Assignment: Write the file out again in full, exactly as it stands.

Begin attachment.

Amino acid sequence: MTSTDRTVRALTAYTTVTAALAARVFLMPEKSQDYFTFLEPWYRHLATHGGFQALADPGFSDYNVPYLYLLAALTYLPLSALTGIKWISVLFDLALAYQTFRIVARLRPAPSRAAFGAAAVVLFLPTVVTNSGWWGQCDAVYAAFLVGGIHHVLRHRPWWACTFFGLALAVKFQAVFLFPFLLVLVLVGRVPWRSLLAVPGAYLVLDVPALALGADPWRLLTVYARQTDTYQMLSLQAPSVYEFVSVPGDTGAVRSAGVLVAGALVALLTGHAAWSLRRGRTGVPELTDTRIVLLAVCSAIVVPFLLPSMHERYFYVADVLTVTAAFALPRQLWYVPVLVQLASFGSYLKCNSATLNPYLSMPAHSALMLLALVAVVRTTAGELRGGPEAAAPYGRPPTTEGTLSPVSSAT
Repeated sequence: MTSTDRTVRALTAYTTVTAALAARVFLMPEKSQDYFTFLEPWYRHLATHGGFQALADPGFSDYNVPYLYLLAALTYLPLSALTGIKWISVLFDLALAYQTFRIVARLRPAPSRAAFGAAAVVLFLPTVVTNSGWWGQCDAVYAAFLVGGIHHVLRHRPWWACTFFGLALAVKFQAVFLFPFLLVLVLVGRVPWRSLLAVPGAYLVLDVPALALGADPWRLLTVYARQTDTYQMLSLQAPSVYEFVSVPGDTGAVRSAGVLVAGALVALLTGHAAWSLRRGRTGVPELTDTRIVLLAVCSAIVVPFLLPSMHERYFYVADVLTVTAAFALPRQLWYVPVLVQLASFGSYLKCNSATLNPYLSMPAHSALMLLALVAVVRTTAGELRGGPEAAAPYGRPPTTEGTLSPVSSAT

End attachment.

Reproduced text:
Amino acid sequence: MTSTDRTVRALTAYTTVTAALAARVFLMPEKSQDYFTFLEPWYRHLATHGGFQALADPGFSDYNVPYLYLLAALTYLPLSALTGIKWISVLFDLALAYQTFRIVARLRPAPSRAAFGAAAVVLFLPTVVTNSGWWGQCDAVYAAFLVGGIHHVLRHRPWWACTFFGLALAVKFQAVFLFPFLLVLVLVGRVPWRSLLAVPGAYLVLDVPALALGADPWRLLTVYARQTDTYQMLSLQAPSVYEFVSVPGDTGAVRSAGVLVAGALVALLTGHAAWSLRRGRTGVPELTDTRIVLLAVCSAIVVPFLLPSMHERYFYVADVLTVTAAFALPRQLWYVPVLVQLASFGSYLKCNSATLNPYLSMPAHSALMLLALVAVVRTTAGELRGGPEAAAPYGRPPTTEGTLSPVSSAT
Repeated sequence: MTSTDRTVRALTAYTTVTAALAARVFLMPEKSQDYFTFLEPWYRHLATHGGFQALADPGFSDYNVPYLYLLAALTYLPLSALTGIKWISVLFDLALAYQTFRIVARLRPAPSRAAFGAAAVVLFLPTVVTNSGWWGQCDAVYAAFLVGGIHHVLRHRPWWACTFFGLALAVKFQAVFLFPFLLVLVLVGRVPWRSLLAVPGAYLVLDVPALALGADPWRLLTVYARQTDTYQMLSLQAPSVYEFVSVPGDTGAVRSAGVLVAGALVALLTGHAAWSLRRGRTGVPELTDTRIVLLAVCSAIVVPFLLPSMHERYFYVADVLTVTAAFALPRQLWYVPVLVQLASFGSYLKCNSATLNPYLSMPAHSALMLLALVAVVRTTAGELRGGPEAAAPYGRPPTTEGTLSPVSSAT